Cooperation of the Fittest

by

Haynes, T. and Sen, S.

Literature search on Evolutionary ComputationBBase ©1999-2013, Rasmus K. Ursem
     Home · Search · Adv. search · Authors · Login · Add entries   Webmaster
Note to authors: Please submit your bibliography and contact information - online papers are more frequently cited.

Info: 1996
Keywords:Genetic Programming, Genetic Algorithms
Abstract:
We introduce a cooperative co-evolutionary system to facilitate the development of teams of heterogeneous agents. We believe that $k$ different behavioral strategies for controlling the actions of a group of $k$ agents can combine to form a cooperation strategy which efficiently achieves global goals. We examine the on-line adaption of behavioral strategies utilizing genetic programming. [GP] Specifically, we deal with the credit assignment problem [CA] of how to fairly split the fitness of a team to all of its participants. We present several crossover mechanisms in a genetic programming system to [GP] facilitate the evolution of more than one member in the team during each crossover operation. Our goal is to reduce the time needed to either evolve a good team or reach convergence.
Notes:
evolution of cooperation (multi-agent,multi-tree) NOT coevolution of fitness function evolution. Our printer barfs on page 9.
URL(s):Postscript
(G)zipped postscript

Review item:

Mark as doublet (will be reviewed)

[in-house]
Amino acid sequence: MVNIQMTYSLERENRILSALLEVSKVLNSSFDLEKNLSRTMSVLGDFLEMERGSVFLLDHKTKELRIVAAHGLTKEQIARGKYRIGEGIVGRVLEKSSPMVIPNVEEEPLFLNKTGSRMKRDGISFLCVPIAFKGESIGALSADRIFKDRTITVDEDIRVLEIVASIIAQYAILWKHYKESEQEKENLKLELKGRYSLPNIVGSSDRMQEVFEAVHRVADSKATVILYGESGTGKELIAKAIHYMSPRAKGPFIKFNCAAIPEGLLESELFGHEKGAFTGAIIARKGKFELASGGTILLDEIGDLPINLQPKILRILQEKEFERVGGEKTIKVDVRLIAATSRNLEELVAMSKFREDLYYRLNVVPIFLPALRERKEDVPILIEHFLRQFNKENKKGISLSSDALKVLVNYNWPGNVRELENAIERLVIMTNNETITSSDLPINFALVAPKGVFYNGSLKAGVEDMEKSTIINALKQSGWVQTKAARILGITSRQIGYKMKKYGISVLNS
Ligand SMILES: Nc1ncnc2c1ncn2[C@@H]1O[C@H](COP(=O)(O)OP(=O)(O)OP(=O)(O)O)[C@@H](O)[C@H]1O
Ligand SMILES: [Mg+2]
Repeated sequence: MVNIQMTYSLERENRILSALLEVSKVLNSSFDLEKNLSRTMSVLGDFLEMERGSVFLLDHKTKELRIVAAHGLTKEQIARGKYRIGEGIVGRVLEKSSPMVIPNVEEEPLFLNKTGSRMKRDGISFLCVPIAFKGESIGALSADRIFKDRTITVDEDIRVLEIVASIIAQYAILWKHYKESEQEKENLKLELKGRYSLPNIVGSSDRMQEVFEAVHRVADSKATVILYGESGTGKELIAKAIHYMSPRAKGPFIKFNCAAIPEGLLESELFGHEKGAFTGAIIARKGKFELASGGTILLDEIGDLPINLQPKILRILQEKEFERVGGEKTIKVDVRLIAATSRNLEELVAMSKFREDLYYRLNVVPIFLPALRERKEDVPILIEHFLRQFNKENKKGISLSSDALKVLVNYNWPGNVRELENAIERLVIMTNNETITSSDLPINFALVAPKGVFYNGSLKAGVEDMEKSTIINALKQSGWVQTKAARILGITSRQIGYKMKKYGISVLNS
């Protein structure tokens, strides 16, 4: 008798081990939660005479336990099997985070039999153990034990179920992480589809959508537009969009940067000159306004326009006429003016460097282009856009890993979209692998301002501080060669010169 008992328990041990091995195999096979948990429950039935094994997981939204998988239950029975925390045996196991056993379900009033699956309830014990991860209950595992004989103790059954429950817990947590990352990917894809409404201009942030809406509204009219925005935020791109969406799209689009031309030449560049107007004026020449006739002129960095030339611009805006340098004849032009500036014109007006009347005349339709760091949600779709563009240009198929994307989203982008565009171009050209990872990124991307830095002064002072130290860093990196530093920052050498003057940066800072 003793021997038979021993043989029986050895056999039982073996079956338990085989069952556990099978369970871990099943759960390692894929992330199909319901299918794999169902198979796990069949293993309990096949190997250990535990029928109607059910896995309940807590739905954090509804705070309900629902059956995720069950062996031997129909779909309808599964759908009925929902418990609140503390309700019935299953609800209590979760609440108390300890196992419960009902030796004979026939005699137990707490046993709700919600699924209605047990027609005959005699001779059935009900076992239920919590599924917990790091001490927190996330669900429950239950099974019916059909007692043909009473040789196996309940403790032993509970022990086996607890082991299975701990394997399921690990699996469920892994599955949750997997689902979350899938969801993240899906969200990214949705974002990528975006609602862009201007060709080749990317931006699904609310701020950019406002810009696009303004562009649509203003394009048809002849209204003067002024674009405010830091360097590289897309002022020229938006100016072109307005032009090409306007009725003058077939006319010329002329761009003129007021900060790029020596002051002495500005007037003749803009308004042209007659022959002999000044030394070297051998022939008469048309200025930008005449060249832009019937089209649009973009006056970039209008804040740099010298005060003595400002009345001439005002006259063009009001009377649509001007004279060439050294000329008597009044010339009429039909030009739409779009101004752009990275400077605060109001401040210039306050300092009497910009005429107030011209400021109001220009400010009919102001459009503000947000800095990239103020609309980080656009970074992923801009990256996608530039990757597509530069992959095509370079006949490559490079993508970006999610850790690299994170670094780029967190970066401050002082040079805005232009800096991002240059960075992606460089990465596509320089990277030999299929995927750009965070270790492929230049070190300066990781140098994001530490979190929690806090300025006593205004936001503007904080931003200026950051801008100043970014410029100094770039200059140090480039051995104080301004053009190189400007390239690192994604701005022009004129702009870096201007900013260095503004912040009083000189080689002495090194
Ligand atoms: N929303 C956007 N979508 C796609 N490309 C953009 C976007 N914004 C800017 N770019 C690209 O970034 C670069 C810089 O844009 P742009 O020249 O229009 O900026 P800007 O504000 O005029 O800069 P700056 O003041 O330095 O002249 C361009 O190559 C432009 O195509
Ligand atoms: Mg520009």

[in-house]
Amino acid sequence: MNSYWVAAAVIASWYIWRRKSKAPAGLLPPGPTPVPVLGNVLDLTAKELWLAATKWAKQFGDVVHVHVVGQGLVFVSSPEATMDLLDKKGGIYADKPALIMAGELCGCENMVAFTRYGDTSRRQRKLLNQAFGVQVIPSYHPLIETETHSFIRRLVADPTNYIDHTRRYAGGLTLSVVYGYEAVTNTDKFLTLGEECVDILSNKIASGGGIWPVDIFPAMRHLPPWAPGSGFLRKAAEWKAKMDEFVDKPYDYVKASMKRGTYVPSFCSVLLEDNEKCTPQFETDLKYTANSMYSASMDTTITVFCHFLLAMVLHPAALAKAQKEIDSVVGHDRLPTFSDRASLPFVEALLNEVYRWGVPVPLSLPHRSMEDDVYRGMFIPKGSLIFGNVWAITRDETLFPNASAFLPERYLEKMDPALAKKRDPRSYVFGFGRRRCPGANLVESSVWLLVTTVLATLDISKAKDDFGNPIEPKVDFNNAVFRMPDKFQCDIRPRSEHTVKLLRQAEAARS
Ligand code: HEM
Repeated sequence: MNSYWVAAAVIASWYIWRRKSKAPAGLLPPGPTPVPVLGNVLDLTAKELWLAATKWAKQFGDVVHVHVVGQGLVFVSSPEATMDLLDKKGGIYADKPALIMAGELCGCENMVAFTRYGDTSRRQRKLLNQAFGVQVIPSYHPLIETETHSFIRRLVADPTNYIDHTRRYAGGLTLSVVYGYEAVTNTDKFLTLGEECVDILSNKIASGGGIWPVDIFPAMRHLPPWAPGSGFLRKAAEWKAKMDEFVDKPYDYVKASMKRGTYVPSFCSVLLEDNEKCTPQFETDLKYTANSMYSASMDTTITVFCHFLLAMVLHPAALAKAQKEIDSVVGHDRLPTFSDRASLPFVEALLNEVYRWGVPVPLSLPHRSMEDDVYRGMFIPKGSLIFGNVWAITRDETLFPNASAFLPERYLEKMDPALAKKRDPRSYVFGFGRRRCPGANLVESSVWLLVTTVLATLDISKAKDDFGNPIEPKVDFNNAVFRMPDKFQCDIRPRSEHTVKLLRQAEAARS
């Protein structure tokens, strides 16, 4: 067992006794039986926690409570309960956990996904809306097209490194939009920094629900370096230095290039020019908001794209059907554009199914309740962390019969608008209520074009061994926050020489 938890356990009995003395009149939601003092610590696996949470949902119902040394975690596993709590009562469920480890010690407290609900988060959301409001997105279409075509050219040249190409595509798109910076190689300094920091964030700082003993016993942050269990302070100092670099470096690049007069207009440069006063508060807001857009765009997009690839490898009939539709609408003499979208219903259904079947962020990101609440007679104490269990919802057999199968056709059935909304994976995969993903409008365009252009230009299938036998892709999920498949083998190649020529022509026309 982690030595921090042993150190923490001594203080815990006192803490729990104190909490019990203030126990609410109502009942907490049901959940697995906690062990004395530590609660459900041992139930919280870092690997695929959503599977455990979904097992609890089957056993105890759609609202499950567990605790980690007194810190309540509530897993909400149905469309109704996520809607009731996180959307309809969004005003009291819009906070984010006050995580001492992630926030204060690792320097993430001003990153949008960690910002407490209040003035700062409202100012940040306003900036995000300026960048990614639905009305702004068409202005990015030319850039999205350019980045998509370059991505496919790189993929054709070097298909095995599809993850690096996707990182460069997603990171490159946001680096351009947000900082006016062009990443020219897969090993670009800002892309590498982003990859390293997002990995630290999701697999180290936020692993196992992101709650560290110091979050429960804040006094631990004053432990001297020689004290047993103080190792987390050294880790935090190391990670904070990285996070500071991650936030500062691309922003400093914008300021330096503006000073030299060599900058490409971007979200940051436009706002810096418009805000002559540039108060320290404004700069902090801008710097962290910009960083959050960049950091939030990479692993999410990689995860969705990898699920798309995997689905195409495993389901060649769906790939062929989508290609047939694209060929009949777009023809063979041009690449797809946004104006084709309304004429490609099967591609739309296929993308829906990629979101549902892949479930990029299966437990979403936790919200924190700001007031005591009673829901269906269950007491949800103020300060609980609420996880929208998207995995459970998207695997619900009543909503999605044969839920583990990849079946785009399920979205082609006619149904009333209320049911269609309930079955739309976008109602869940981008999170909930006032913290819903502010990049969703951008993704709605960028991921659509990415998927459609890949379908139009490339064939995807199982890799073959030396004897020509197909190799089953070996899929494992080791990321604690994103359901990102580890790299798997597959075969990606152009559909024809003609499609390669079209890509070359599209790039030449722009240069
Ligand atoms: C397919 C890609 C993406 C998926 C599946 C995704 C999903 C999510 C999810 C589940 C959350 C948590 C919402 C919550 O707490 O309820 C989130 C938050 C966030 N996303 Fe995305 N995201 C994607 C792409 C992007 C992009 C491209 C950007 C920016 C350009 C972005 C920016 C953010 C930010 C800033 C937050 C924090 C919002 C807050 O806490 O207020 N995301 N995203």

Print entry




BibTex:
@TechReport{Haynes:1996:CF,
  author =       "Thomas Haynes and Sandip Sen",
  title =        "Cooperation of the Fittest",
  number =       "UTULSA-MCS-96-09",
  institution =  "The University of Tulsa",
  year =         "1996",
  month =        apr # " 12,",
  size =         "9+ pages",
  keywords =     "Genetic Programming, Genetic Algorithms",
  abstract =     "We introduce a cooperative co-evolutionary system to
                 facilitate the development of teams of heterogeneous
                 agents. We believe that $k$ different behavioral
                 strategies for controlling the actions of a group of
                 $k$ agents can combine to form a cooperation strategy
                 which efficiently achieves global goals. We examine the
                 on-line adaption of behavioral strategies utilizing
                 genetic programming. Specifically, we deal with the
                 credit assignment problem of how to fairly split the
                 fitness of a team to all of its participants. We
                 present several crossover mechanisms in a genetic
                 programming system to facilitate the evolution of more
                 than one member in the team during each crossover
                 operation. Our goal is to reduce the time needed to
                 either evolve a good team or reach convergence.",
  URL =          "http://euler.mcs.utulsa.edu/~haynes/coopevol.ps",
  notes =        "evolution of cooperation (multi-agent,multi-tree) NOT
                 coevolution of fitness function evolution. Our printer
                 barfs on page 9.",
}